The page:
Four Pieces of Writing That Must Be Read in the Trump Era

I really enjoy the experience of coming across a new idea that changes my perception or understanding in a significant way. I’ve been thinking about four pieces of writing that did that for–all of them crucial, I would say, to Americans. I list those articles, with a brief description, in the first comment. (Note: The title is more of an attention-getter than something I literally believe.)

4 thoughts on “Four Pieces of Writing That Must Be Read in the Trump Era

  1. Putin’s Real Long Game by Molly McKew in Politico

    This article introduced me to the concept of hyper-warfare and active measures. I think both are important for Americans to understand, especially to protect our liberal democratic society.

    The Information Crisis by Dave Roberts and Chris Hayes in Why Is This Happening?

    The basic idea here is that one’s understanding is largely based on trust–specifically trusted sources of information–rather than individual effort to critically examine information. In this way, knowledge and understanding is far more social than I thought.

    How to Culture Jam a Populist in Four Easy Steps by Andres Miguel Rondon in the Caracas Chronicles. (A similar article appears in WaPo, but I prefer the CC version.)

    This is written by a Venezuelan who opposed Hugo Chavez. I think he provides one of the most important guides to defeating Trump. If we heed his advice and succeed in implementing what he prescribes, we can defeat Trump.

    The Rise of American Authoritarianism by Amanda Taub at Vox. There’s a Vox explainer video which would take less time to consume:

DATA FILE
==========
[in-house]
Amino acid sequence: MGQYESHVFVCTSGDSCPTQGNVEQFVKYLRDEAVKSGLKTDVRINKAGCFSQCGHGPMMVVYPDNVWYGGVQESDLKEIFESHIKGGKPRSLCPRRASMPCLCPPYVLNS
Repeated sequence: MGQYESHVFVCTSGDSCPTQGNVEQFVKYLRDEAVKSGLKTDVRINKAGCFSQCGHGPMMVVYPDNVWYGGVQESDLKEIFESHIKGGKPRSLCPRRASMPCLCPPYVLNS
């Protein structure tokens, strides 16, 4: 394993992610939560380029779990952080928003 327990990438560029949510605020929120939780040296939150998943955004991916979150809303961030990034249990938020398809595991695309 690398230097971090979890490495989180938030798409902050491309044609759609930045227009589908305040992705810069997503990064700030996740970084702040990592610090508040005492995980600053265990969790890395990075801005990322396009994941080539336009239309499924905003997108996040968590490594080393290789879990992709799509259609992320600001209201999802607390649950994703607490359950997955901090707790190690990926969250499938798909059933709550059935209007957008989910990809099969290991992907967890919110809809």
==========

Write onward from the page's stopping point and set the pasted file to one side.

I think this is a good companion to the Rendon piece. Rendon’s thesis is that a populist like Trump wins primarily by high polarization. If I remember correctly, Taub’s piece suggests that certain people have an authoritarian streak, and this involves the desire for a strong man, especially in times of great social and cultural changes. Put these two ideas together: Trump exacerbating white grievance and anxiety over social and cultural changes in order to stay in power. If we can find a way help people with this grievance, or at the very least not exacerbate it, we can deflate support for Trump.

    1. Mitchell,

      If it means anything, I would say the main value in reading and understanding these pieces is to not only better understand the times, but understand the path out of it.

      Has he defined our times for the near foreseeable future?

      That is a depressing thought–that Trump could define the times his presidency. I feel like the problem is bigger than Trump, although one could argue he is an avatar for that problem and identifying the times with his name would make sense.

  2. I doubt I’ll read any of these until the “era” is over. By the way, will it still be his era in the years immediately following his term in office? Has he defined our times for the near foreseeable future?

    1. Oh, I guess (God willing) we’ll soon be referring to it as the post- era, like now we’re in the post-Obama era. Or something like that.

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